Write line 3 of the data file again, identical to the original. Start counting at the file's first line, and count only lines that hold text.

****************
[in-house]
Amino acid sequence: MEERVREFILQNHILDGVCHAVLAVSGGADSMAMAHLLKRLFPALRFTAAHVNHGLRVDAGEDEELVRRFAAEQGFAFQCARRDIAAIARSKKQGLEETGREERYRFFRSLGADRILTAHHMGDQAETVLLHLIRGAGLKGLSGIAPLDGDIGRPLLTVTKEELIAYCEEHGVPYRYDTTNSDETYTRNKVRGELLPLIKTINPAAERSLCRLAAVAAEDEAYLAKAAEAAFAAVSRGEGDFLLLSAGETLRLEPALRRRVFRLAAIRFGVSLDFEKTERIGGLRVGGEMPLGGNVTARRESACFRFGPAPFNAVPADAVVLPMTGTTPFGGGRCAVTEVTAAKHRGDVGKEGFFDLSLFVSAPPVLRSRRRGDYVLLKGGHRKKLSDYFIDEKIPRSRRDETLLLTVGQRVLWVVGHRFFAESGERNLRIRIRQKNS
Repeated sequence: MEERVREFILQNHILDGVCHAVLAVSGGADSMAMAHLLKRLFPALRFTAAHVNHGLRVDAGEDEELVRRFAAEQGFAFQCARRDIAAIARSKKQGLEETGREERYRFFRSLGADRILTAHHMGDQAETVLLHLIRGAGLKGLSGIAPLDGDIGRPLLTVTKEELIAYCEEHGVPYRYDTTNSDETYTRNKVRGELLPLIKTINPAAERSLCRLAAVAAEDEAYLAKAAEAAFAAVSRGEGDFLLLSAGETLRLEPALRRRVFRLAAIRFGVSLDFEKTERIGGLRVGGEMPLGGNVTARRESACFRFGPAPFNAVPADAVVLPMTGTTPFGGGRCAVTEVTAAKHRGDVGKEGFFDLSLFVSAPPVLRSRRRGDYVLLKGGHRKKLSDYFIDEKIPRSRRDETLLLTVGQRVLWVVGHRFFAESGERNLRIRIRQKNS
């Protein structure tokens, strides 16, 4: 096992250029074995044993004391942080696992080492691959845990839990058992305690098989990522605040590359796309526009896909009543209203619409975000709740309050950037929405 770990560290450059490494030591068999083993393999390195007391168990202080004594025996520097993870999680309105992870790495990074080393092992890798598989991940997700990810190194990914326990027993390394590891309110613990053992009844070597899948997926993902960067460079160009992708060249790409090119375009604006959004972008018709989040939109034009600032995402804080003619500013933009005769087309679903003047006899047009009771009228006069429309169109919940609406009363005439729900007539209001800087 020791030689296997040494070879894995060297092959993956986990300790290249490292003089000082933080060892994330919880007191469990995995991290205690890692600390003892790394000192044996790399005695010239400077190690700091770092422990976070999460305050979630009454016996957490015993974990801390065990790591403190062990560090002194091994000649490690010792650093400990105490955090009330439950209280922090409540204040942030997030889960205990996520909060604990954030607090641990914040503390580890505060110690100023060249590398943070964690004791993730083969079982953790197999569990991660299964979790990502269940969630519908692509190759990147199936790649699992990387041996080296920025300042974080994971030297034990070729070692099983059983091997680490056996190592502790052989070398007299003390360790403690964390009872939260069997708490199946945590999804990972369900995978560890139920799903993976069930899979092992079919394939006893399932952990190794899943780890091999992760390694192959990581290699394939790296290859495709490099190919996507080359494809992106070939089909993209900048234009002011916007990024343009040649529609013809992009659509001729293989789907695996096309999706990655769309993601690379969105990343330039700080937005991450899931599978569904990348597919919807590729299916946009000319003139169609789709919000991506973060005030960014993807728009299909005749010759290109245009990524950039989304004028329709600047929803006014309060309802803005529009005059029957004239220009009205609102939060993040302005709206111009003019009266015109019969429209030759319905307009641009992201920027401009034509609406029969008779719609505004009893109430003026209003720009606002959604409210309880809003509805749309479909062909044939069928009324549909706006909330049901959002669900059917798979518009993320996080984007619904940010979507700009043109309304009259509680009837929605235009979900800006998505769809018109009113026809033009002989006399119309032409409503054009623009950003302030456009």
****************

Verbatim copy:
Repeated sequence: MEERVREFILQNHILDGVCHAVLAVSGGADSMAMAHLLKRLFPALRFTAAHVNHGLRVDAGEDEELVRRFAAEQGFAFQCARRDIAAIARSKKQGLEETGREERYRFFRSLGADRILTAHHMGDQAETVLLHLIRGAGLKGLSGIAPLDGDIGRPLLTVTKEELIAYCEEHGVPYRYDTTNSDETYTRNKVRGELLPLIKTINPAAERSLCRLAAVAAEDEAYLAKAAEAAFAAVSRGEGDFLLLSAGETLRLEPALRRRVFRLAAIRFGVSLDFEKTERIGGLRVGGEMPLGGNVTARRESACFRFGPAPFNAVPADAVVLPMTGTTPFGGGRCAVTEVTAAKHRGDVGKEGFFDLSLFVSAPPVLRSRRRGDYVLLKGGHRKKLSDYFIDEKIPRSRRDETLLLTVGQRVLWVVGHRFFAESGERNLRIRIRQKNS